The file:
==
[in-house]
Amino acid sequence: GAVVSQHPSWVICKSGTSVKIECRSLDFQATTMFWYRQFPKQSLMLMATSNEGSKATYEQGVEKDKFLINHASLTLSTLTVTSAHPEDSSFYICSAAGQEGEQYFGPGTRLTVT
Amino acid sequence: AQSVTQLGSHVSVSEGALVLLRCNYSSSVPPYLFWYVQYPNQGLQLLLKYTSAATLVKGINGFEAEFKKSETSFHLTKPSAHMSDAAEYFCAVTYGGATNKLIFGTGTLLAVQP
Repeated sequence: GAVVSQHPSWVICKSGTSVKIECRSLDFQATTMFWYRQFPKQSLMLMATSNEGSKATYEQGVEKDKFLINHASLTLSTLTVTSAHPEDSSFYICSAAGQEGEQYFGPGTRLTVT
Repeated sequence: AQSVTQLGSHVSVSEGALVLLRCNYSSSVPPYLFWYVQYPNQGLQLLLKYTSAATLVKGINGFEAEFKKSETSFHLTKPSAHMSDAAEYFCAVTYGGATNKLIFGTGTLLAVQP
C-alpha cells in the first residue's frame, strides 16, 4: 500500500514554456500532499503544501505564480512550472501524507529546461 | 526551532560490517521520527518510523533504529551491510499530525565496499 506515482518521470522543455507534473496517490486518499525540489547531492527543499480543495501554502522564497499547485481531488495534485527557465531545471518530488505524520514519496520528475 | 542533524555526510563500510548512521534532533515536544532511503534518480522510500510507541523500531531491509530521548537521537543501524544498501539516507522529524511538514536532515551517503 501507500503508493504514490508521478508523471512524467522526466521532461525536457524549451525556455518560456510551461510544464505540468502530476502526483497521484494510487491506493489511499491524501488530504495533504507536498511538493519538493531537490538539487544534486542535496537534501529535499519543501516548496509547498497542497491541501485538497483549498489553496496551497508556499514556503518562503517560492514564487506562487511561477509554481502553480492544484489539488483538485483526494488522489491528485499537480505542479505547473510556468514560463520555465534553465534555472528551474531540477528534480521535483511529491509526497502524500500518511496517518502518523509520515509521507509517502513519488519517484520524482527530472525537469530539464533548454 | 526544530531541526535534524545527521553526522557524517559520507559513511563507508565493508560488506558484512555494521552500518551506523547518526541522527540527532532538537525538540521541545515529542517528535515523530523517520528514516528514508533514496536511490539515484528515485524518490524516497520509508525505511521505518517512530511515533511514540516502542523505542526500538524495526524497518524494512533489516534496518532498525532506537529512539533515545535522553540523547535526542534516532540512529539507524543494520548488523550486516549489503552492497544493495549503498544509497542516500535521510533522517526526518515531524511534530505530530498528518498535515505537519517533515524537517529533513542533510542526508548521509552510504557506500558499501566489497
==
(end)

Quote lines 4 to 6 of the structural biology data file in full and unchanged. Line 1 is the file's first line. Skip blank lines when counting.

Repeated sequence: GAVVSQHPSWVICKSGTSVKIECRSLDFQATTMFWYRQFPKQSLMLMATSNEGSKATYEQGVEKDKFLINHASLTLSTLTVTSAHPEDSSFYICSAAGQEGEQYFGPGTRLTVT
Repeated sequence: AQSVTQLGSHVSVSEGALVLLRCNYSSSVPPYLFWYVQYPNQGLQLLLKYTSAATLVKGINGFEAEFKKSETSFHLTKPSAHMSDAAEYFCAVTYGGATNKLIFGTGTLLAVQP
C-alpha cells in the first residue's frame, strides 16, 4: 500500500514554456500532499503544501505564480512550472501524507529546461 | 526551532560490517521520527518510523533504529551491510499530525565496499 506515482518521470522543455507534473496517490486518499525540489547531492527543499480543495501554502522564497499547485481531488495534485527557465531545471518530488505524520514519496520528475 | 542533524555526510563500510548512521534532533515536544532511503534518480522510500510507541523500531531491509530521548537521537543501524544498501539516507522529524511538514536532515551517503 501507500503508493504514490508521478508523471512524467522526466521532461525536457524549451525556455518560456510551461510544464505540468502530476502526483497521484494510487491506493489511499491524501488530504495533504507536498511538493519538493531537490538539487544534486542535496537534501529535499519543501516548496509547498497542497491541501485538497483549498489553496496551497508556499514556503518562503517560492514564487506562487511561477509554481502553480492544484489539488483538485483526494488522489491528485499537480505542479505547473510556468514560463520555465534553465534555472528551474531540477528534480521535483511529491509526497502524500500518511496517518502518523509520515509521507509517502513519488519517484520524482527530472525537469530539464533548454 | 526544530531541526535534524545527521553526522557524517559520507559513511563507508565493508560488506558484512555494521552500518551506523547518526541522527540527532532538537525538540521541545515529542517528535515523530523517520528514516528514508533514496536511490539515484528515485524518490524516497520509508525505511521505518517512530511515533511514540516502542523505542526500538524495526524497518524494512533489516534496518532498525532506537529512539533515545535522553540523547535526542534516532540512529539507524543494520548488523550486516549489503552492497544493495549503498544509497542516500535521510533522517526526518515531524511534530505530530498528518498535515505537519517533515524537517529533513542533510542526508548521509552510504557506500558499501566489497